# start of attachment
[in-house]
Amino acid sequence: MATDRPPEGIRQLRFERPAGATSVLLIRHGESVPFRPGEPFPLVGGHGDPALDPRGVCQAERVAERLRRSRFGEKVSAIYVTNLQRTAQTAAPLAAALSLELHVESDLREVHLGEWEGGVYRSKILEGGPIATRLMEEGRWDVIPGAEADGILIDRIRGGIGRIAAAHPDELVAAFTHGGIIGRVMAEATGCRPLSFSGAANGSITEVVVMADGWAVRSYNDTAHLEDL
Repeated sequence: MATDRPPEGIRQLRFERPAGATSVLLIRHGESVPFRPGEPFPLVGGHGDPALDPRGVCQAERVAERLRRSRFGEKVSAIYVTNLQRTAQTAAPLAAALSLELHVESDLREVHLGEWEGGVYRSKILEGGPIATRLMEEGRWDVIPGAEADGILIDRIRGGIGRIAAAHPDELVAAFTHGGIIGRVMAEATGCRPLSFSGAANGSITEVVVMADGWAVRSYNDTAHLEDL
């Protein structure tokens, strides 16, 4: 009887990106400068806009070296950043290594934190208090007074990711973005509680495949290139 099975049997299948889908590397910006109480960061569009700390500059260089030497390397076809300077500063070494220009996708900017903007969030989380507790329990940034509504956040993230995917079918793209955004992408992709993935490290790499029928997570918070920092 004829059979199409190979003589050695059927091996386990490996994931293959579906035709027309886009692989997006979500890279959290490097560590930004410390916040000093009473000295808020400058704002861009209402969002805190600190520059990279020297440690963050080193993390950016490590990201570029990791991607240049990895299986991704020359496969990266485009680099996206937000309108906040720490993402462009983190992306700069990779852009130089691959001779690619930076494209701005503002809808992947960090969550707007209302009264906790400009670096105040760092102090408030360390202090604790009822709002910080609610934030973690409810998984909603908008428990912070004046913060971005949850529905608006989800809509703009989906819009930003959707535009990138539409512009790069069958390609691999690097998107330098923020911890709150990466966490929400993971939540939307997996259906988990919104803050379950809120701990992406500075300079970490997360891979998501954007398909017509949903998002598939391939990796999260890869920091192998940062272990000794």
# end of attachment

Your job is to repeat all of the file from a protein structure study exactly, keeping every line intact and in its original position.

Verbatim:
[in-house]
Amino acid sequence: MATDRPPEGIRQLRFERPAGATSVLLIRHGESVPFRPGEPFPLVGGHGDPALDPRGVCQAERVAERLRRSRFGEKVSAIYVTNLQRTAQTAAPLAAALSLELHVESDLREVHLGEWEGGVYRSKILEGGPIATRLMEEGRWDVIPGAEADGILIDRIRGGIGRIAAAHPDELVAAFTHGGIIGRVMAEATGCRPLSFSGAANGSITEVVVMADGWAVRSYNDTAHLEDL
Repeated sequence: MATDRPPEGIRQLRFERPAGATSVLLIRHGESVPFRPGEPFPLVGGHGDPALDPRGVCQAERVAERLRRSRFGEKVSAIYVTNLQRTAQTAAPLAAALSLELHVESDLREVHLGEWEGGVYRSKILEGGPIATRLMEEGRWDVIPGAEADGILIDRIRGGIGRIAAAHPDELVAAFTHGGIIGRVMAEATGCRPLSFSGAANGSITEVVVMADGWAVRSYNDTAHLEDL
């Protein structure tokens, strides 16, 4: 009887990106400068806009070296950043290594934190208090007074990711973005509680495949290139 099975049997299948889908590397910006109480960061569009700390500059260089030497390397076809300077500063070494220009996708900017903007969030989380507790329990940034509504956040993230995917079918793209955004992408992709993935490290790499029928997570918070920092 004829059979199409190979003589050695059927091996386990490996994931293959579906035709027309886009692989997006979500890279959290490097560590930004410390916040000093009473000295808020400058704002861009209402969002805190600190520059990279020297440690963050080193993390950016490590990201570029990791991607240049990895299986991704020359496969990266485009680099996206937000309108906040720490993402462009983190992306700069990779852009130089691959001779690619930076494209701005503002809808992947960090969550707007209302009264906790400009670096105040760092102090408030360390202090604790009822709002910080609610934030973690409810998984909603908008428990912070004046913060971005949850529905608006989800809509703009989906819009930003959707535009990138539409512009790069069958390609691999690097998107330098923020911890709150990466966490929400993971939540939307997996259906988990919104803050379950809120701990992406500075300079970490997360891979998501954007398909017509949903998002598939391939990796999260890869920091192998940062272990000794």